Age [mean (SD); years] 71 64.7 (8.5) 65.7 (9.6) 0.654 
Male (%) 71 75.9 71.4 0.678 
Systolic BP [mean (SD); mmHg] 67 138.5 (21.3) 138.0 (18.0) 0.923 
Diastolic BP [mean (SD); mmHg] 67 76.6 (10.1) 76.2 (9.0) 0.852 
Heart rate [mean (SD); b.p.m.] 67 74.7 (13.0) 72.4 (10.6) 0.417 
Height [mean (SD); cm] 65 167.4 (10.1) 168.3 (10.5) 0.709 
Weight [mean (SD); kg] 68 77.4 (16.3) 83.3 (17.1) 0.16 
Ethnicity (%) 70   0.205 
 White  35 49 
 Asian  55 32 
 Black  
 Other  12 
Admission type (%) 71   0.487 
 Acute  12 
 Elective  93 88 
Diabetes status (%) 71   0.54 
 On insulin  28 36 
 Not on insulin  72 64 
Years with diabetes [mean (SD); years] 70 8.8 (7.7) 12.9 (8.8) 0.046 
Smoking status (%) 71    
 Non-smoker  72 57 0.213 
3-vessel disease (%) 71 52 69 0.139 
Hypertension (%) 71 83 86 0.735 
Hyperlipidaemia (%) 71 72 93 0.019 
Renal failure (%) 71 0.507 
Peripheral vascular disease history (%) 71 10 10 0.909 
Chronic lung disease history (%) 69 10 0.038 
Cerebrovascular disease history (%) 71 0.701 
HbA1c [mean (SD); %] 61 7.6 (1.3) 7.8 (1.3) 0.526 
Creatinine [mean (SD); μmol/L] 70 101.7 (24.5) 125.9 (95.9) 0.189 
LV function (%) 70   0.856 
 Normal or good  42.8 42.9 
 Mild impairment  32.1 28.6 
 Moderate impairment  21.4 26.2 
 Severe impairment  3.6 2.4 
Ejection fraction (EF) [mean (SD); %] 30 59.4 (10.5) 56.7 (11.7) 0.536 
Variable Valid n (n= 71) CABG (n= 29) PCI (n= 42) P value 
Age [mean (SD); years] 71 64.7 (8.5) 65.7 (9.6) 0.654 
Male (%) 71 75.9 71.4 0.678 
Systolic BP [mean (SD); mmHg] 67 138.5 (21.3) 138.0 (18.0) 0.923 
Diastolic BP [mean (SD); mmHg] 67 76.6 (10.1) 76.2 (9.0) 0.852 
Heart rate [mean (SD); b.p.m.] 67 74.7 (13.0) 72.4 (10.6) 0.417 
Height [mean (SD); cm] 65 167.4 (10.1) 168.3 (10.5) 0.709 
Weight [mean (SD); kg] 68 77.4 (16.3) 83.3 (17.1) 0.16 
Ethnicity (%) 70   0.205 
 White  35 49 
 Asian  55 32 
 Black  
 Other  12 
Admission type (%) 71   0.487 
 Acute  12 
 Elective  93 88 
Diabetes status (%) 71   0.54 
 On insulin  28 36 
 Not on insulin  72 64 
Years with diabetes [mean (SD); years] 70 8.8 (7.7) 12.9 (8.8) 0.046 
Smoking status (%) 71    
 Non-smoker  72 57 0.213 
3-vessel disease (%) 71 52 69 0.139 
Hypertension (%) 71 83 86 0.735 
Hyperlipidaemia (%) 71 72 93 0.019 
Renal failure (%) 71 0.507 
Peripheral vascular disease history (%) 71 10 10 0.909 
Chronic lung disease history (%) 69 10 0.038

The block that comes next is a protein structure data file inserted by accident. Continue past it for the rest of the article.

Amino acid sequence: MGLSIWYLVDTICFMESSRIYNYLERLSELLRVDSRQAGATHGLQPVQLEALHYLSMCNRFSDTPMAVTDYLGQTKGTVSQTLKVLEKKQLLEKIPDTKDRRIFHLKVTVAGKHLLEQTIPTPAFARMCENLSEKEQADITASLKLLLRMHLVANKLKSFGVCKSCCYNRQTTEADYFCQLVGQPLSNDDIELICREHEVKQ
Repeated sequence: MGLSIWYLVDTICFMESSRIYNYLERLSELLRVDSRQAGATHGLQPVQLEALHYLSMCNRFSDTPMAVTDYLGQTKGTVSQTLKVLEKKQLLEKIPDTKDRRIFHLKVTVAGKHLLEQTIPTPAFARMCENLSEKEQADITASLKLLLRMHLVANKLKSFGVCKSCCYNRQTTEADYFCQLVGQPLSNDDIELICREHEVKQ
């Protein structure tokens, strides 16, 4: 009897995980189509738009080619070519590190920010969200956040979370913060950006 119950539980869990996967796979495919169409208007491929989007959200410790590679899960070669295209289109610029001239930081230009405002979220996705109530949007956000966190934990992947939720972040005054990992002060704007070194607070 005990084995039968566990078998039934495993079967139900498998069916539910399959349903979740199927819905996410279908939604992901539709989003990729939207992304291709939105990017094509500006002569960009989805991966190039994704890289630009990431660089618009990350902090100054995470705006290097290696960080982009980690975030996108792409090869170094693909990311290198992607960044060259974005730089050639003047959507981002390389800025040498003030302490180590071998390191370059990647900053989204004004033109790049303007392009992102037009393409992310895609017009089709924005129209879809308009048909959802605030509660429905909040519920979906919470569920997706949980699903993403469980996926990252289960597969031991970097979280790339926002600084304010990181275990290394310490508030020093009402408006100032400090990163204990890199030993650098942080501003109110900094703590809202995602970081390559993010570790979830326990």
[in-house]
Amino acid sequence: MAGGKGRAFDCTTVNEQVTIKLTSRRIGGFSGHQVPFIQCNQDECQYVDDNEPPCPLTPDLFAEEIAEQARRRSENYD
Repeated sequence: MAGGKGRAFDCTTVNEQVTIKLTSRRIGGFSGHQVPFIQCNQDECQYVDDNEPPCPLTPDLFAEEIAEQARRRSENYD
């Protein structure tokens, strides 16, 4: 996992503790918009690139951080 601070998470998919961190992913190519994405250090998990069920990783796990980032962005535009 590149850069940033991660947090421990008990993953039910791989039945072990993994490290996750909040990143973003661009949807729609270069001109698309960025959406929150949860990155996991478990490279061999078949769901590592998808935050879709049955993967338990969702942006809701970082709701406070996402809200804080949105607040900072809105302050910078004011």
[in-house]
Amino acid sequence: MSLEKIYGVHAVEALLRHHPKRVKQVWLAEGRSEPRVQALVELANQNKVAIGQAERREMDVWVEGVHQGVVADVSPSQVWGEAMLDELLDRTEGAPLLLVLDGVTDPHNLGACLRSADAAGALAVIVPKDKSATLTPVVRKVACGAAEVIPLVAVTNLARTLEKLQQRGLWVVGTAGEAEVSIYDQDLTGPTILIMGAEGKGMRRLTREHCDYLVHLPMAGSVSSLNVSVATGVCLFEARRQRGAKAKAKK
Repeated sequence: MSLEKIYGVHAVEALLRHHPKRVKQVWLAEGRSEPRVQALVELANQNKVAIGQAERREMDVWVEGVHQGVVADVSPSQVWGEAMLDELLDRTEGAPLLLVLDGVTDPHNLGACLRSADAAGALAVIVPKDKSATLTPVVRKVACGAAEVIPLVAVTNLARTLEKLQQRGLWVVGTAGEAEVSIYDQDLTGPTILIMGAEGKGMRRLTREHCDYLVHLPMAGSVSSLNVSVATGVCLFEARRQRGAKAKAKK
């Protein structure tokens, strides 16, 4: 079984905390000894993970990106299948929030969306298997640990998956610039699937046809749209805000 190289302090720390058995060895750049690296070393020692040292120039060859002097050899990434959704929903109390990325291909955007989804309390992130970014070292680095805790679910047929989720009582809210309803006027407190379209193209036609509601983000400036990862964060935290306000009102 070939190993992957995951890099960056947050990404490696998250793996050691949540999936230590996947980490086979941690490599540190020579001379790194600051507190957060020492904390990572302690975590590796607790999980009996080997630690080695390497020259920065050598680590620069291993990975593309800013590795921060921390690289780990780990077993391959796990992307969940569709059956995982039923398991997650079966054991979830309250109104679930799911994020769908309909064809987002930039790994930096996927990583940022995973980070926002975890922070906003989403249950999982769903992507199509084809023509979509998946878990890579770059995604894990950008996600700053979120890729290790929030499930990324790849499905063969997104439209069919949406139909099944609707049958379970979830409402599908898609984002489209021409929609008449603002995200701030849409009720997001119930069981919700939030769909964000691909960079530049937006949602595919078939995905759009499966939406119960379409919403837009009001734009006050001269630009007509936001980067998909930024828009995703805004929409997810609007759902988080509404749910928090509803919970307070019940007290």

Cerebrovascular disease history (%) 71 0.701 
HbA1c [mean (SD); %] 61 7.6 (1.3) 7.8 (1.3) 0.526 
Creatinine [mean (SD); μmol/L] 70 101.7 (24.5) 125.9 (95.9) 0.189 
LV function (%) 70   0.856 
 Normal or good  42.8 42.9 
 Mild impairment  32.1 28.6 
 Moderate impairment  21.4 26.2 
 Severe impairment  3.6 2.4 
Ejection fraction (EF) [mean (SD); %] 30 59.4 (10.5) 56.7 (11.7) 0.536 

The results are summarized in Table 2. Of the 42 patients treated with PCI, 39 demonstrated ischaemia at baseline. At 6 months follow–up, 31 of these 39 patients had an improvement in ischaemic burden (79%), with 5 showing no improvement in demonstrated ischaemia and 3 having a worsening of their ischaemia. The other three of the 42 PCI patients showed no change from pre-procedure stress echocardiography that showed no reversible ischaemia despite the presence of coronary stenoses.

Table 2

Results for coronary artery bypass grafting vs. percutaneous coronary intervention patients in myocardial function substudy

 CABG PCI P-value 
Reversible ischaemia improved (%) 87 79 0.9 
No improvement in reversible ischaemia (%) 13 0.8 
Worsening of ischaemia (%) 0.5 
No ischaemia detected (n0.09 
WMSI(pre) 1.69 1.63 0.9 
WMSI(post) 1.46 1.32 0.8 
WMSI(change) 0.23 0.31 0.8 
 CABG PCI P-value 
Reversible ischaemia improved (%) 87 79 0.9 
No improvement in reversible ischaemia (%) 13 0.8 
Worsening of ischaemia (%) 0.5 
No ischaemia detected (n0.09 
WMSI(pre) 1.69 1.63 0.9 
WMSI(post) 1.46 1.32 0.8 
WMSI(change) 0.23 0.31 0.8 

Of the 29 patients treated with CABG, 23 had demonstrable ischaemia at baseline. Of these 23 patients, 20 had improvement in ischaemic burden (87%) at 6 months post-procedure, with 2 showing no improvement in demonstrated ischaemia and 1 having a worsening of their ischaemia. The other six of the 29 CABG patients showed no change from normal stress echocardiography pre-procedure, again despite the presence of significant coronary stenoses.

The mean WMSI(pre) in the PCI group was 1.63 and the mean WMSI(post) was 1.32, representing a significant change in the WMSI (P< 0.0001). In the CABG group, the mean WMSI(pre) was 1.69 and the mean WMSI(post) was 1.46, which was also a significant difference (P= 0.0032). The PCI WMSI() was 0.31 and CABG WMSI() was 0.23, which were not significantly different from each other (P= 0.8).